Where some people see cauliflower leaves and cod’s cheek as waste, our executive chefs Scott and Chris saw ingredients to create delicious canapes. Inspired by the new V&A exhibition FOOD: Bigger than the Plate, they created an array of unique canapes turning produce often thrown away into valuable ingredients.
Scott created an ugly tomato consommé, served with Thames smoked eel croquette and Yorkshire rhubarb. He said: “We have a responsibility as chefs to make food that people want to eat, but that’s also sustainable more now than ever. Cooking this way has opened my mind up creatively and has made me look at wasted food in a different way”.
Often discarded Duxford egg shells were filled with bomber cheese custard, warm espuma fondue and firecracker jam, with crispy asparagus spear soldiers to dip.
There are many underutilised cuts of meat which can play a big part in reducing food waste. Such as finger-licking sticky pulled pigs head served with burnt fallen apple puree and crispy apple skin.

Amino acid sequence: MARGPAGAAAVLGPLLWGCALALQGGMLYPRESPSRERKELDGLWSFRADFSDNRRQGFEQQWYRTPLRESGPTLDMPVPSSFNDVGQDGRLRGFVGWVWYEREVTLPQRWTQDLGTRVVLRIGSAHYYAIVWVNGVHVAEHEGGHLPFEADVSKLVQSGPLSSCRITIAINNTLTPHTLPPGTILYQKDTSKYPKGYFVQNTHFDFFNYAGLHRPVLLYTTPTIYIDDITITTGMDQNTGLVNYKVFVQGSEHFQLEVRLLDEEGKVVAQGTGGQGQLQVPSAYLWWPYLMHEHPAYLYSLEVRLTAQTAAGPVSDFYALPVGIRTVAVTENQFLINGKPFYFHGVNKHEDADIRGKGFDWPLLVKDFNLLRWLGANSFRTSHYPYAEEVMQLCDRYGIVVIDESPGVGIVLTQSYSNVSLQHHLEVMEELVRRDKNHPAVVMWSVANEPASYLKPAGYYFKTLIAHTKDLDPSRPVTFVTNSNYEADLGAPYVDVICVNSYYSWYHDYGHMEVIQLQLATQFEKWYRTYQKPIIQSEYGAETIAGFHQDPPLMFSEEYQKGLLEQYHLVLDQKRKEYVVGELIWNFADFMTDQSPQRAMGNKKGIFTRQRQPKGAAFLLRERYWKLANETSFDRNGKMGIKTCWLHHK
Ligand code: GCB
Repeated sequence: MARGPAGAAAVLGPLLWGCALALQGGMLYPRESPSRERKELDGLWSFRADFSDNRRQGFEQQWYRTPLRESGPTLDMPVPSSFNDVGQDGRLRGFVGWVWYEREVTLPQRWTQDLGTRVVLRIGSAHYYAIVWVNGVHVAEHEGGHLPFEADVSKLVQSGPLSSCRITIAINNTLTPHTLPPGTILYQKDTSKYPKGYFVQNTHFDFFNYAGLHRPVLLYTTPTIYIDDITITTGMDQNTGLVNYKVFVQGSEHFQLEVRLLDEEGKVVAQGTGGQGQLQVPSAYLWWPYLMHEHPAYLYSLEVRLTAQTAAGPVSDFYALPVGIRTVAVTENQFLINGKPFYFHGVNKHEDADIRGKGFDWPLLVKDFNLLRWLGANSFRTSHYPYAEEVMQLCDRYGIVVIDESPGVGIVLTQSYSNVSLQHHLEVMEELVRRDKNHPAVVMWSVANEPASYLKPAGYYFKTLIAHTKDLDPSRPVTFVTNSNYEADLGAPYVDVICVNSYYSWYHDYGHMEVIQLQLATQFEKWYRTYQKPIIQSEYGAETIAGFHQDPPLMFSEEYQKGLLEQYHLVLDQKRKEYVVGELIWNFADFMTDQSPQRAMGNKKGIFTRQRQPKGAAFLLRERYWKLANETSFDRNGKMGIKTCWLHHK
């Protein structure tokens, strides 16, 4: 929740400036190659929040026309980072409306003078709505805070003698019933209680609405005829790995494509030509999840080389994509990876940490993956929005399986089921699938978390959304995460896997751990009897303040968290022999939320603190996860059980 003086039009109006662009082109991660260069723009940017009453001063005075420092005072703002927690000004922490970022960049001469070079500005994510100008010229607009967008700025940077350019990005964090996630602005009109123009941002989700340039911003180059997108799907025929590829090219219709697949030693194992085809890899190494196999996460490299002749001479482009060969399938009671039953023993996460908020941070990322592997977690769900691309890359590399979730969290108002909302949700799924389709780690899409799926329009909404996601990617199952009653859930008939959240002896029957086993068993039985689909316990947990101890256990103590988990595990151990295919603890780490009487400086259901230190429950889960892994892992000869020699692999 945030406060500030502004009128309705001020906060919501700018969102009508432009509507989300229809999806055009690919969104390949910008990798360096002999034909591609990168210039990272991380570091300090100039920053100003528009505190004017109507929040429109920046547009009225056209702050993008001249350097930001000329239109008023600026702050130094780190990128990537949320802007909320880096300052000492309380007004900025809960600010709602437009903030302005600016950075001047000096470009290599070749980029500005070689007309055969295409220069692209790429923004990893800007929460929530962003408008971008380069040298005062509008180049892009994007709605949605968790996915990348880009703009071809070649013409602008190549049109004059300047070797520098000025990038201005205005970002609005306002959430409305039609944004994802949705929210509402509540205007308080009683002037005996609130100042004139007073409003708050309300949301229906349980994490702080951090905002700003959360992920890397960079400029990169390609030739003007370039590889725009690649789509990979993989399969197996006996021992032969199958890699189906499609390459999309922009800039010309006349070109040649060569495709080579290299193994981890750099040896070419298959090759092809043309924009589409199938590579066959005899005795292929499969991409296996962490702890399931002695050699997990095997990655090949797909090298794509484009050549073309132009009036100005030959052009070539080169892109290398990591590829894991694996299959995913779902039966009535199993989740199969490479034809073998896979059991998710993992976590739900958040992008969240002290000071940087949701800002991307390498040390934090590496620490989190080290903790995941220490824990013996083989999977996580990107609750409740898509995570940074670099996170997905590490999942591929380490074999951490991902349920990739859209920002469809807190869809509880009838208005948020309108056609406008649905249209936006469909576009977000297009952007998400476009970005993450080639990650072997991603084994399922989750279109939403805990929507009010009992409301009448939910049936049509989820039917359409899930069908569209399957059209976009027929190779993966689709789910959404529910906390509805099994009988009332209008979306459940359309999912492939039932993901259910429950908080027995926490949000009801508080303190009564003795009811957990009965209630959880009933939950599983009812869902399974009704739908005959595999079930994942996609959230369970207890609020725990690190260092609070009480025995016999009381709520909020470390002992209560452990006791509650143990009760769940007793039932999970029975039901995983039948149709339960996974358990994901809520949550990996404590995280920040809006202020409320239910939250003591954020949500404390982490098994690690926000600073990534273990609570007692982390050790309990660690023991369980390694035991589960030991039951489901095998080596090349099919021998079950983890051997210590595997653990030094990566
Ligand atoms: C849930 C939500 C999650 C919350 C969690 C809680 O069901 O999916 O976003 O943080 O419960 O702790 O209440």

Tongue ‘n’ Cheek used confit cod cheek, cauliflower leaf kimchi puree, curried cauliflower cream and cod skin tuille. Chris commented: “It was exciting to create a menu using seasonal and local ingredients with food waste taking centre stage. Using food waste is good kitchen practice; vegetable trimmings make fantastic garnishes and fried fish skins give great taste and texture”.
Inspired by project ‘Banana Story’ at the exhibition, ‘Don’t lose it, reuse it’, was a delicious combination of overripe banana sponge cake, banana mousse and chocolate truffle shell, served in banana skins.
The UK wastes the edible part of 120 million chickens per year. Turning this on its head, Chris marinated crispy chicken feet in Bloody Marie spice rub dressed in XO bloody Marie sauce.
Scott commented: “We as chefs are all aware of the potential waste that may end up in our bins but it is having the knowledge, know how and using a little creativity that will allow us to create delicious dishes. Whether you’re in a professional kitchen or at home, we all have an obligation to drum down what we waste”.